5. Malted chocolate tablets. I am still desperately seeking the Horlicks of my youth but I found the next best thing. A friend of mine who owns a pharmaceutical company has this charming, vintage gadget that presses powder into tablets the old-fashioned way. She graciously asks some someone from her staff to press, one by one, hundreds and hundreds of little tablets for us. Oh, the poor thing. As I write this, three plastic bottles have just landed on our doorstep. Consequently, there are three very happy people right now — me, my husband and our daughter. This batch should last us some time. God bless my friend, Mia, and the man whose arms are probably sore already from all the manual pressing. I pray you do not get too tired wrestling with that heavy, vintage machine.

6. Cooking lessons. Today I started the first of a series of serious cooking lessons. I had so much fun, learning the uses of different gleaming knives, going about familiarizing myself with many different ways of cutting and chopping vegetables. I learned new things — recipes and technical terms, the latter were words that roll happily with tongue and lips when you say them: mirepoix, macedoine, chiffonade. Today we made salad dressings, tomorrow we will do sauces.

It was a happy place, I had a very pretty apron on and there were lots of bright yellow spatulas and spoons, sturdy pots and pans, too. It was like being on some fancy cooking show. The yellow spatulas are from SM, I was told. I made a mental note to myself to bring myself over there and get my own batch for our own kitchen here at home. They are a cheery yellow color, little rubber somethings that make you happy just by looking at them.

7.  Dear Darla. Earlier this week Ms. Gigi, one of our bosses over at GMA introduced me and Wilma (Doesn’t) to Dear Darla, a kind of pizza from Yellow Cab. It is both delicious and amusing, in equal measure. The pizza is not cut into wedges; instead the whole thin crust is divided into strips. You are supposed to top each fairly wide strip with a piece of arugula, a little heap of alfalfa, and then you roll it tight so that they look like the little fat wheels from a little boy’s toy truck. You then dip it in chili oil. Bite, chew, swallow; then you go back for seconds, thirds even, although on a guiltless binge day I dare say it is very easy to finish off the whole thing, leaving only a very lonely box. It is very good. I am definitely going to order some more of that very soon. Maybe tomorrow.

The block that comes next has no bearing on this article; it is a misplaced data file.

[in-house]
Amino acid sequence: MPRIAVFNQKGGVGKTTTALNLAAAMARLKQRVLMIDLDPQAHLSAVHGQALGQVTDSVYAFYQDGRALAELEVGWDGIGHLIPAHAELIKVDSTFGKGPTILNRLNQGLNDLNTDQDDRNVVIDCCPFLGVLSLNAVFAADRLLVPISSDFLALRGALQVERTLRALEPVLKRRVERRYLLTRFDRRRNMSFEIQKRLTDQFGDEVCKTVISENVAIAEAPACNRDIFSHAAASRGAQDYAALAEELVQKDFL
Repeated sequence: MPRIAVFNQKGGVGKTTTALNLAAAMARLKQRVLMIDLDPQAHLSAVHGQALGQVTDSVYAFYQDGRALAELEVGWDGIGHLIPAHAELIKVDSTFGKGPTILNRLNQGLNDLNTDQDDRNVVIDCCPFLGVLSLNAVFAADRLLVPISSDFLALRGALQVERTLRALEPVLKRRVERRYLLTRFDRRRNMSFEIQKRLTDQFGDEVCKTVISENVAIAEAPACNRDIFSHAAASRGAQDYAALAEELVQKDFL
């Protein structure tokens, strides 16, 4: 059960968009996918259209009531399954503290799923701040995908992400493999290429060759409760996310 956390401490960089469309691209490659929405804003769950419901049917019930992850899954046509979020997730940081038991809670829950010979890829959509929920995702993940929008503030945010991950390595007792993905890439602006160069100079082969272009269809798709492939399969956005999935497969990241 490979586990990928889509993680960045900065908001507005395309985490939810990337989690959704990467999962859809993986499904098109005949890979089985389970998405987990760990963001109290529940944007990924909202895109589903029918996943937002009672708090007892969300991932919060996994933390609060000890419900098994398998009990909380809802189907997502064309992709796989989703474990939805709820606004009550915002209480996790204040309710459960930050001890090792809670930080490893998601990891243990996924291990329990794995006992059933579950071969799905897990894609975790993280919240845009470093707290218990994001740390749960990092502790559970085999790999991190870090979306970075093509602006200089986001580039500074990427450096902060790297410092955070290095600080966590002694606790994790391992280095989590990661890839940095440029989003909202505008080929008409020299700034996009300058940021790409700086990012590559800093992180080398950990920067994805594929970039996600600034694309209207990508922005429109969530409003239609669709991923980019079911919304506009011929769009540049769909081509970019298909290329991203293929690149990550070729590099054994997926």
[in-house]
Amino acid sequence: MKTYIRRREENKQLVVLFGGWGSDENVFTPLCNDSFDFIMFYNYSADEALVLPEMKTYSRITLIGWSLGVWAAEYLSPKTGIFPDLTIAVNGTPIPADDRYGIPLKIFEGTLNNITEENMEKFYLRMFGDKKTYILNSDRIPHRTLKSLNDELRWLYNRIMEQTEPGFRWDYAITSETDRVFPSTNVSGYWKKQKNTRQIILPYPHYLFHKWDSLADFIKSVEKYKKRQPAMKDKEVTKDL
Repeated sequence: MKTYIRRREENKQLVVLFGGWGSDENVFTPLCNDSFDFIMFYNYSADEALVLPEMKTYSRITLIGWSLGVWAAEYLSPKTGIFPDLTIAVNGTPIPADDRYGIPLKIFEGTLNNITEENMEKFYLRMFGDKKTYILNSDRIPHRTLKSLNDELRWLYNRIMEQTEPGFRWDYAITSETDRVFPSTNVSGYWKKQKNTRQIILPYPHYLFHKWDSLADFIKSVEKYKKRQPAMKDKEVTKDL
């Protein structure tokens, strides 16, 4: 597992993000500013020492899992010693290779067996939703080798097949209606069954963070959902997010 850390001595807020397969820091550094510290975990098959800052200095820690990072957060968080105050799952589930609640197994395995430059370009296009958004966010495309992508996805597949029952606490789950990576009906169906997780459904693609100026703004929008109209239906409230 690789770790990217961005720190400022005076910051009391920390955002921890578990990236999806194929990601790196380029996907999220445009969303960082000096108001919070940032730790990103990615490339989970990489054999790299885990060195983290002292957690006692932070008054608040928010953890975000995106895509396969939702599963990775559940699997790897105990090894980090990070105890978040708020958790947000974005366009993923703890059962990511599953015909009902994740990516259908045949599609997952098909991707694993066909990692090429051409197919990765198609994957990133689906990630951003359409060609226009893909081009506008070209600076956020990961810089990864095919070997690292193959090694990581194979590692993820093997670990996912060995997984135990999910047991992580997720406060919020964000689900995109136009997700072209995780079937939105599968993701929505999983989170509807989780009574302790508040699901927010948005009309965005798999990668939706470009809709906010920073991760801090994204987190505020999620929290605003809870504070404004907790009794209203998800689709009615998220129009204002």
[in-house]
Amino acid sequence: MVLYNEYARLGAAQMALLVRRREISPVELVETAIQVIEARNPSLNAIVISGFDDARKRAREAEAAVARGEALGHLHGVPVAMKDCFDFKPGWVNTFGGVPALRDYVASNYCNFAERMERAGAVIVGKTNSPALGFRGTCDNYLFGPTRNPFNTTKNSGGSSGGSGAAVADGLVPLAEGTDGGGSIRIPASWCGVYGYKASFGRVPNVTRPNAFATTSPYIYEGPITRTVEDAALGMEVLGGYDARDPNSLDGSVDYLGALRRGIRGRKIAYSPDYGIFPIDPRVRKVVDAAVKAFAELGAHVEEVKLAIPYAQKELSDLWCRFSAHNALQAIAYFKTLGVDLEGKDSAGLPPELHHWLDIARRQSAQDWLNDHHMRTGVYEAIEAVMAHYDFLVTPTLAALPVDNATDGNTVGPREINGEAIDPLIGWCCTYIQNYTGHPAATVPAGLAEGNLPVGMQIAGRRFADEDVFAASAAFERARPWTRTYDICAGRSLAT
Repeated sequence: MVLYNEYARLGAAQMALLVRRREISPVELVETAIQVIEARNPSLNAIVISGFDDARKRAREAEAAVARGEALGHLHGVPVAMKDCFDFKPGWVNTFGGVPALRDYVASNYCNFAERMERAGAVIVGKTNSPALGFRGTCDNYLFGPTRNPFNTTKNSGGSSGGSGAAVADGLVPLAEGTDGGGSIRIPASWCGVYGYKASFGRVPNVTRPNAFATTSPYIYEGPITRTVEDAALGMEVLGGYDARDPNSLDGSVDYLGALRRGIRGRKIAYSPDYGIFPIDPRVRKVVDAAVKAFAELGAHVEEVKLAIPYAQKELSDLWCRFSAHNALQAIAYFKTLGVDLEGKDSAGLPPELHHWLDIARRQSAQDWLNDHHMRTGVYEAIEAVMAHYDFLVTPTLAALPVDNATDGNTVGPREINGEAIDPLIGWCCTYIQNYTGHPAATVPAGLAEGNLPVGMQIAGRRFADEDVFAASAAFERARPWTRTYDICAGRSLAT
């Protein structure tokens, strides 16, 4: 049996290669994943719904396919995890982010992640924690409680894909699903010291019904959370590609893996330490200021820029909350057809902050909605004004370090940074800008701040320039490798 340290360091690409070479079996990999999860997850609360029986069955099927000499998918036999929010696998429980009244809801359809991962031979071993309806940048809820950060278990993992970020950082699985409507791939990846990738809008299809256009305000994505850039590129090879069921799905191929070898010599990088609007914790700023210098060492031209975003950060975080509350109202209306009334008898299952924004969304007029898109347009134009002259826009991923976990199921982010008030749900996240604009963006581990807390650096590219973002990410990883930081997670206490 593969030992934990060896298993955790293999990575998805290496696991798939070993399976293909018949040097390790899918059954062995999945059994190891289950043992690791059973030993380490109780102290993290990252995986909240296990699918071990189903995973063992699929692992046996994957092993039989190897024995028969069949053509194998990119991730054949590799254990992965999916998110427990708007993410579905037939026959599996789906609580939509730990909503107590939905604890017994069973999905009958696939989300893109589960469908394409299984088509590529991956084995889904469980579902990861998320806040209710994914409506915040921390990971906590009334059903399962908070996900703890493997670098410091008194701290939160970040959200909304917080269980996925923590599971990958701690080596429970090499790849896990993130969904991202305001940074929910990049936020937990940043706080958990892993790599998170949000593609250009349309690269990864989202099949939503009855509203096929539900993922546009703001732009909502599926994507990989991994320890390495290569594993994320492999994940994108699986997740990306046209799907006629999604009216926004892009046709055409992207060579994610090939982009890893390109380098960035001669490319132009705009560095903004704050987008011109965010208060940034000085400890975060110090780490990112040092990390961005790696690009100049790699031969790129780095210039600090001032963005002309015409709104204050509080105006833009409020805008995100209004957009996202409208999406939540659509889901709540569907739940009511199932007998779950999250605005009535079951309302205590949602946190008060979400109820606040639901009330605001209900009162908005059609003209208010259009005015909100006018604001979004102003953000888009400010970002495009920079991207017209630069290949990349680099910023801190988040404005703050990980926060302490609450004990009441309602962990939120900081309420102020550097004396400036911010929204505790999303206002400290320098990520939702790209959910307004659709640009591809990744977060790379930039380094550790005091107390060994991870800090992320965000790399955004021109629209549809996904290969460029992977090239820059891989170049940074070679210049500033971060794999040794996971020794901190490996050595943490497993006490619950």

8. Do you remember Steve, Big Bert, Little John? Jamie and Mark? I miss Voltes V. I miss Grandizer. Transformers is a bit too complicated for me, too busy (no offense meant to the fans). I just like the simple robots, with easy lines that I can draw. My first real crush was Grandizer. I once actually thought he would be my first boyfriend. I wish they would bring this show back to TV; Daimos, too. I want to know the love story of Richard and Erika.

Today I remember wanting very much to visit the Goya factory when I was my daughter’s age. Back then I promised myself that if I were given the chance to enter the factory as it appeared in the TV commercial, I would definitely trip on myself so that I could fall and swim in a little river of chocolate, right under that chocolate bridge. I no longer want to do that now (I will be just as happy dipping my fingers in some chocolate river and licking them) but it still makes for a very happy thought.

I also remember wanting to meet Tita Maggi very much. Remember her? Daddy’s nanny, Lola Apyang, used to feed me, my siblings and our cousins with Maggi noodles all the time. She would dump packs of it on top of newly cooked rice and our joy would just swim alongside the porridge-y, noodle-y soup in our bowls. Years ago when I was a very new bride I had the chance to meet her, I forget now which gathering it was, but Tita Maggi did not disappoint. She smiled a lot, and she really does have that kind face. That night I also found out Tita Maggi is married to Quinito Henson. It entertained me no end that Tita Maggi was married.

What is your personal happy list this week? What were your childhood dreams? You should list them down. I wonder how many times you will smile along the way.